WCU’s Gayle H. Miller named one of UNC system’s best teachers

Western Carolina University faculty member Gayle Houston Miller was honored Thursday (April 12) as one of the best teachers in The University of North Carolina system, drawing praise for the passion and integrity she exhibits in the classroom, and for her interest in teaching “the whole student.”

A faculty member at Western since 1989, Miller was among 16 recipients in the seventh annual Awards for Excellence in Teaching, presented by the UNC Board of Governors at a luncheon held in Chapel Hill. Each winner received a bronze medallion and $7,500 cash prize, presented by UNC President Molly Corbett Broad and Board of Governors Chairman Benjamin S. Ruffin.

Miller, an associate professor in WCU’s English department, says there are three tenets that guide her teaching — “to teach beyond the classroom, to teach with passion, and to teach with integrity.”

“I believe that I must be dedicated to teaching the whole student, moving outside the four walls of a classroom to the wider world beyond,” she said.

Each year, Miller’s Chaucer class conducts a medieval banquet in her home. She also invites her honors freshman English class to her home for a formal dinner, with the only requirement being that dinner conversation be about current events.

Miller keeps her passion for teaching fresh by consistently teaching classes she has not taught before, and by throwing away her notes at the end of each semester so she is forced to prepare new materials. She also takes risks, such as having her students evaluate her constantly throughout the semester, instead of at the end of the semester. “Because of this, I am constantly re-evaluating my course materials,” she said.

Miller strives to teach with integrity by letting her students know from the first day of class what her standards and expectations are. “My students know that I will treat them with respect, and I will demand that others in the class do the same. They also are aware that I want to be treated with respect,” she said.

“I am a very different teacher now than I was at the beginning of my career,” Miller said. “Then, I was anxious to prove myself as a scholar. Now, at the age of 60, I am keenly aware that I am nearing the end of my professional life. And I am making conscious decisions about how I want to be remembered — always, as a teacher.”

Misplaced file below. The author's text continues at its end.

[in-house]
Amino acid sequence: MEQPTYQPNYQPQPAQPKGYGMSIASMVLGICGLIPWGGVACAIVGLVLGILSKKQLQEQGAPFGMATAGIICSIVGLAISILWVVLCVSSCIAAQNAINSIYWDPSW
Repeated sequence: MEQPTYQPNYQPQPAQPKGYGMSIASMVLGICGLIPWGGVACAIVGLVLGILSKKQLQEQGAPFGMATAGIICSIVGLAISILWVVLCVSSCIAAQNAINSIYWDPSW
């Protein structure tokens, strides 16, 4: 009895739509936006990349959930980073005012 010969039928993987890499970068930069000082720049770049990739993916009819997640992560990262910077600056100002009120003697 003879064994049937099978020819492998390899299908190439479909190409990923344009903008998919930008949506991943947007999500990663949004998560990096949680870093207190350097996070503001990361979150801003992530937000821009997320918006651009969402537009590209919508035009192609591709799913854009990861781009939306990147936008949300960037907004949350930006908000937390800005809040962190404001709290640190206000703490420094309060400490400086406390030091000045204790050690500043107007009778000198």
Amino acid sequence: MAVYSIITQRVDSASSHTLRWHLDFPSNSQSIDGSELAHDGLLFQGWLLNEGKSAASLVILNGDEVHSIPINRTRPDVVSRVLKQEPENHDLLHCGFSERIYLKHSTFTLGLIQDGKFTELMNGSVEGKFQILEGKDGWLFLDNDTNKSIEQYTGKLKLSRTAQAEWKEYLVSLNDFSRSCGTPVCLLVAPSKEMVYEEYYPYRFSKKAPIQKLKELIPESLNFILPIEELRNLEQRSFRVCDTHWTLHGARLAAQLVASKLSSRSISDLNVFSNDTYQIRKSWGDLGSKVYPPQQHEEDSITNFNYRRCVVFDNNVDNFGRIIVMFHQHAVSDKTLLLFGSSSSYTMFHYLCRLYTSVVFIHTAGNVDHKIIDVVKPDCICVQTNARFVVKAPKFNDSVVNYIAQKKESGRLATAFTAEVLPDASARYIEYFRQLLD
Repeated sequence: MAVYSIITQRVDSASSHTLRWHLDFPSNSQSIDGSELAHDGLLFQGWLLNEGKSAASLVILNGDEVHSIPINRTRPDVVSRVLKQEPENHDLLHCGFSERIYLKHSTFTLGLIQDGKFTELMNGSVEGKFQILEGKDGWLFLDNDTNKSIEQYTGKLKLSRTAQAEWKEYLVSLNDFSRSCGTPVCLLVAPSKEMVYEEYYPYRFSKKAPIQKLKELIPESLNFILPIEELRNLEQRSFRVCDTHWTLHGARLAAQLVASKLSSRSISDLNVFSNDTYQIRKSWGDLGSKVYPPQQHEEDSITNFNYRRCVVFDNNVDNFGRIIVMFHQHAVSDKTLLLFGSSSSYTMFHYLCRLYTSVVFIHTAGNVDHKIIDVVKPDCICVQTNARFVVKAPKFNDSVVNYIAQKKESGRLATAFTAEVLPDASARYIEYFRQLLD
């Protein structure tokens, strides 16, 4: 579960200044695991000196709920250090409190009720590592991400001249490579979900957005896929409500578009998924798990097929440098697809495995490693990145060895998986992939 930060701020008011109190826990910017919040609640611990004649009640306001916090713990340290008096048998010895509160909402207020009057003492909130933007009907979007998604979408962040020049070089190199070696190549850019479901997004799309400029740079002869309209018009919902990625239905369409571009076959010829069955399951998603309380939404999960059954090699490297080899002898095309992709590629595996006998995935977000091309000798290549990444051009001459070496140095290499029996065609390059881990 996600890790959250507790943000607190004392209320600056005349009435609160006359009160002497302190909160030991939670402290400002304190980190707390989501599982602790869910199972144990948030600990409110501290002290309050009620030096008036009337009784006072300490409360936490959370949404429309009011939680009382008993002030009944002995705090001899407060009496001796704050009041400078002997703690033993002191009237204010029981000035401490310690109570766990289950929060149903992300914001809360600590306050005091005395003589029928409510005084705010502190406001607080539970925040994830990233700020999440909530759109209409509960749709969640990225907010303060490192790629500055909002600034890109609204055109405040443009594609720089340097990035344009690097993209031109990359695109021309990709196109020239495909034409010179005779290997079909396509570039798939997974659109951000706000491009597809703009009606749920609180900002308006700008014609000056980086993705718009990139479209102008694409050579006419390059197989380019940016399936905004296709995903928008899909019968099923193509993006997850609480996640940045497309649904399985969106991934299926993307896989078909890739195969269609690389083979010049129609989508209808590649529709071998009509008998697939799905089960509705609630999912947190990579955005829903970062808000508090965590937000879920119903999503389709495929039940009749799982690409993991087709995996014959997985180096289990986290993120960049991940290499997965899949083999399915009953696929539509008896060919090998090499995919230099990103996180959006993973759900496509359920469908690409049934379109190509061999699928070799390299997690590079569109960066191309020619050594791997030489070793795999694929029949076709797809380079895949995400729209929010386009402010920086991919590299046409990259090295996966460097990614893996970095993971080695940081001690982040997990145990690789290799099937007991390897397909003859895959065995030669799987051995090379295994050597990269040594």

A native of Colquitt, Ga., Miller earned her bachelor’s degree at the University of Maine, and master’s and doctoral degrees at the University of Georgia. She taught at the University of Georgia before joining the WCU faculty.

Since her arrival at Western, Miller has been a finalist twice for the Chancellor’s Distinguished Teaching Award, the top teaching award presented by the university, and, before winning it this year, she had been a finalist twice for the Board of Governor’s Awards for Excellence in Teaching. Miller also has been nominated for the College of Arts and Sciences teaching award every year she has taught at WCU.

Miller won WCU’s Hunter Scholar Award, which promotes traditional scholarship, in 1992, and she has received two grants to participate in summer seminars from the National Endowment for the Humanities.

Recipients of the Awards for Excellence in Teaching were nominated by special committees on their home campuses, and selected by the Board of Governors Committee on Teaching Awards.

Established by the Board of Governors in 1994 to underscore the importance of teaching and to reward good teaching across the university system, the awards are given annually to a tenured faculty member from each UNC campus. Winners must have taught at their present institution at least seven years, and no one may receive the award more than once.